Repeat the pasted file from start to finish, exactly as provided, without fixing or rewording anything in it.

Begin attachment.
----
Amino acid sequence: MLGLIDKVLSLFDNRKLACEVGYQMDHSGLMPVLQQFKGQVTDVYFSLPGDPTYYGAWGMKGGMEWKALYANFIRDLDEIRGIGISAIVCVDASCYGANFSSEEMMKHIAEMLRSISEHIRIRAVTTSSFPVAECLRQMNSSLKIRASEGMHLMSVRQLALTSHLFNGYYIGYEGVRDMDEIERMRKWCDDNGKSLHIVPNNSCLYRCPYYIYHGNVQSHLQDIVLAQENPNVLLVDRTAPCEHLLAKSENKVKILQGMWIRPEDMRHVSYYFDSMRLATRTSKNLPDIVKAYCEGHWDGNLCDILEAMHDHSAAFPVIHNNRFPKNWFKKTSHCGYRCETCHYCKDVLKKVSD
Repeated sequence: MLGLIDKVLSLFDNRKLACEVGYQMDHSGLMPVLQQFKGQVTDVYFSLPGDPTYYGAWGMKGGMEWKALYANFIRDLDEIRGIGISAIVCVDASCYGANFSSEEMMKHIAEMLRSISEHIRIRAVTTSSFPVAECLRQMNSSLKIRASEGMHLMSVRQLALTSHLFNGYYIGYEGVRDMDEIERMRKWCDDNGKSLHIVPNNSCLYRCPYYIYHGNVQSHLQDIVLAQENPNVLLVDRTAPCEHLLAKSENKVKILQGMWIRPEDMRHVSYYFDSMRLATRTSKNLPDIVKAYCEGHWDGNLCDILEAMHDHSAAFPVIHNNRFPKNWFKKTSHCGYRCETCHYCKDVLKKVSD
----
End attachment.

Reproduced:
Amino acid sequence: MLGLIDKVLSLFDNRKLACEVGYQMDHSGLMPVLQQFKGQVTDVYFSLPGDPTYYGAWGMKGGMEWKALYANFIRDLDEIRGIGISAIVCVDASCYGANFSSEEMMKHIAEMLRSISEHIRIRAVTTSSFPVAECLRQMNSSLKIRASEGMHLMSVRQLALTSHLFNGYYIGYEGVRDMDEIERMRKWCDDNGKSLHIVPNNSCLYRCPYYIYHGNVQSHLQDIVLAQENPNVLLVDRTAPCEHLLAKSENKVKILQGMWIRPEDMRHVSYYFDSMRLATRTSKNLPDIVKAYCEGHWDGNLCDILEAMHDHSAAFPVIHNNRFPKNWFKKTSHCGYRCETCHYCKDVLKKVSD
Repeated sequence: MLGLIDKVLSLFDNRKLACEVGYQMDHSGLMPVLQQFKGQVTDVYFSLPGDPTYYGAWGMKGGMEWKALYANFIRDLDEIRGIGISAIVCVDASCYGANFSSEEMMKHIAEMLRSISEHIRIRAVTTSSFPVAECLRQMNSSLKIRASEGMHLMSVRQLALTSHLFNGYYIGYEGVRDMDEIERMRKWCDDNGKSLHIVPNNSCLYRCPYYIYHGNVQSHLQDIVLAQENPNVLLVDRTAPCEHLLAKSENKVKILQGMWIRPEDMRHVSYYFDSMRLATRTSKNLPDIVKAYCEGHWDGNLCDILEAMHDHSAAFPVIHNNRFPKNWFKKTSHCGYRCETCHYCKDVLKKVSD